- The Washington Times - Thursday, October 16, 2003


Nuclear watchdog to inspect facilities

FRANKFURT, Germany — Iran has opened one of its military sites to U.N. atomic-agency inspectors, the agency chief said yesterday as he traveled to Tehran for key talks. Diplomats said experts have a list of several other sites they hope to examine.

International Atomic Energy Agency chief Mohamed ElBaradei was heading to Iran to warn that an Oct. 31 deadline leaves the government little time to prove it is not trying to make nuclear weapons.


Top al Qaeda leader believed killed in raid

PESHAWAR — One of the men killed in Pakistan’s largest-ever offensive against al Qaeda appears to have been a high-ranking member of the terror network, a Pakistani official said yesterday.

Eight al Qaeda suspects were killed and 18 were captured in the Oct. 2 shootout with army troops in south Waziristan, a tribal region along the border with Afghanistan. Two Pakistani soldiers also died.

“There is a probability, which I cannot confirm, that a man among those killed was one who has a reward on his head,” Information Minister Sheikh Rashid Ahmed said at a news conference in Islamabad. “He was among the top 10 or 15 people in al Qaeda.”


Aliyev’s son leads election amid violence

BAKU — The son of ailing Azerbaijan President Haydar Aliyev won elections to succeed his father, according to preliminary results early this morning. But opposition leaders and observers charged there were widespread vote violations.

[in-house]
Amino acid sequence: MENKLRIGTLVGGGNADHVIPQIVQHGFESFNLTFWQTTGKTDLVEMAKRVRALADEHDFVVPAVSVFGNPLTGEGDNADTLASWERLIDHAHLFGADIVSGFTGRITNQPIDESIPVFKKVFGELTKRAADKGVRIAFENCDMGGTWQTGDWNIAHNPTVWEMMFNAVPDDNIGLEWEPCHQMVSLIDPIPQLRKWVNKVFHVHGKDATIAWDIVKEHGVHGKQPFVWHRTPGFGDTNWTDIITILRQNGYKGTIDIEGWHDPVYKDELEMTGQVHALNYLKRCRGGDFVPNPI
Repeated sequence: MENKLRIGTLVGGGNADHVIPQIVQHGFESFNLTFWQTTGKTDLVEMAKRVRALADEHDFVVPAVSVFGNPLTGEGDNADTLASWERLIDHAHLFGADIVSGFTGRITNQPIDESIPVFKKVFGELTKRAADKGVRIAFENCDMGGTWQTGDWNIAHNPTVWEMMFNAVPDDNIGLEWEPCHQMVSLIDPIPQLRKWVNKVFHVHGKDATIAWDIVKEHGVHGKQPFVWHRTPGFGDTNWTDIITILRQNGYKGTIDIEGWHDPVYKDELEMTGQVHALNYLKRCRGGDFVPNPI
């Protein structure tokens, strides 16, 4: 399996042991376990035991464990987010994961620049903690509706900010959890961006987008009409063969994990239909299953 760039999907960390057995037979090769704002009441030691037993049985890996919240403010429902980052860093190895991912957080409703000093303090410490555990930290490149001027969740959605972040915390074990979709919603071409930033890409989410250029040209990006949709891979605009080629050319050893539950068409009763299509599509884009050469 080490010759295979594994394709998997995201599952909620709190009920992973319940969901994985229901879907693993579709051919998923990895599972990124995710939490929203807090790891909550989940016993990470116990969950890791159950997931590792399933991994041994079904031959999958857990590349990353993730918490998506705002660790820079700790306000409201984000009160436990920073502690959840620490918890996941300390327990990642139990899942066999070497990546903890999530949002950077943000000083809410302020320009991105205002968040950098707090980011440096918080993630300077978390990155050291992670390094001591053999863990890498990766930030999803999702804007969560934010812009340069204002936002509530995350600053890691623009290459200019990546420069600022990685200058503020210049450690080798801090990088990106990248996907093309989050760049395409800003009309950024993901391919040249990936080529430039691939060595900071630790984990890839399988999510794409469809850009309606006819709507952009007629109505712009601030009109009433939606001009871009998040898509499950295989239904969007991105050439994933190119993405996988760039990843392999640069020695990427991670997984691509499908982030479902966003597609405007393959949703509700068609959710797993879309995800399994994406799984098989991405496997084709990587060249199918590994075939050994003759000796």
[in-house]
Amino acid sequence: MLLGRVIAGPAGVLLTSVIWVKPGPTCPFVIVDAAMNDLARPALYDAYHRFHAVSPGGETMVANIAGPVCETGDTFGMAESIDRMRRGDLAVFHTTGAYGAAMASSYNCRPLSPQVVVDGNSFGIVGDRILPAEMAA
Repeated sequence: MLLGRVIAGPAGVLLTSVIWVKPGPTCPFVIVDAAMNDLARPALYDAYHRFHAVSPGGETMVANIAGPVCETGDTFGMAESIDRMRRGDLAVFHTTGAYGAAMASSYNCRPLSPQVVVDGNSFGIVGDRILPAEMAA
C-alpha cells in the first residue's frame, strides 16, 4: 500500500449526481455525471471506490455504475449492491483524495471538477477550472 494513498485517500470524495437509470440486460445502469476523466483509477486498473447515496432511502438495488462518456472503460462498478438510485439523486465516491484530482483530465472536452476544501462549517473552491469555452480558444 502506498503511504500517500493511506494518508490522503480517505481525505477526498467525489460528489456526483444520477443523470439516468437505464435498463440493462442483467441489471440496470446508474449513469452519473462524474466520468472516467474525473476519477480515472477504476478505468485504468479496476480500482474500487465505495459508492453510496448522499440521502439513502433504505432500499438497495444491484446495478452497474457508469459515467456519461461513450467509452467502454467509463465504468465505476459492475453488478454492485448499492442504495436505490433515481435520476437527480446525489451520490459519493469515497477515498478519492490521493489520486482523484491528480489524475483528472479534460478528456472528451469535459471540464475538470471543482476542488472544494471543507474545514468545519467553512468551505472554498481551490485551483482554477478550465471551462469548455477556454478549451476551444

Violence flared during yesterday’s vote, with police clashing with protesters twice during an hours-long standoff in central Baku.

With nearly two-thirds of Azerbaijan’s 5,111 districts reporting, Mr. Aliyev’s son, Ilham Aliyev, had about 80 percent of the votes, according to preliminary results posted by the Central Election Commission. His closest rival, Isa Gambar, had about 11 percent, the commission said.


Former spy declines security-adviser job

SOFIA — A former Bulgarian communist spy has rejected the prime minister’s offer to become his security adviser, to avoid upsetting Sofia’s future NATO partners, the government said yesterday.

Late last month, the United States issued a statement calling on Prime Minister Simeon Saxe-Coburg to abandon plans to appoint Brigo Asparuhov, an intelligence officer in communist times and former head of the National Intelligence Service.


Five airports fail security test

MILAN — Safety inspectors smuggled explosives or knives in hand luggage past security at five Italian airports out of 10 tested recently, newspaper Corriere della Sera reported yesterday.

The five that failed the test included Italy’s biggest airport, Fiumicino in Rome, as well as Milan’s Linate and northern Italy’s Bergamo.


Purported assassin says he’s innocent

AMMAN — The man charged with assassinating an American diplomat insisted on his innocence in court yesterday, saying he had been tortured into signing a confession.

Salem bin Suweid, a Libyan citizen, testified in a heavily guarded courtroom along with four accomplices charged with conspiring to carry out terror attacks on Americans and Israelis in Jordan. The only attack they are charged with is the killing of U.S. diplomat Laurence Foley on Oct. 28.

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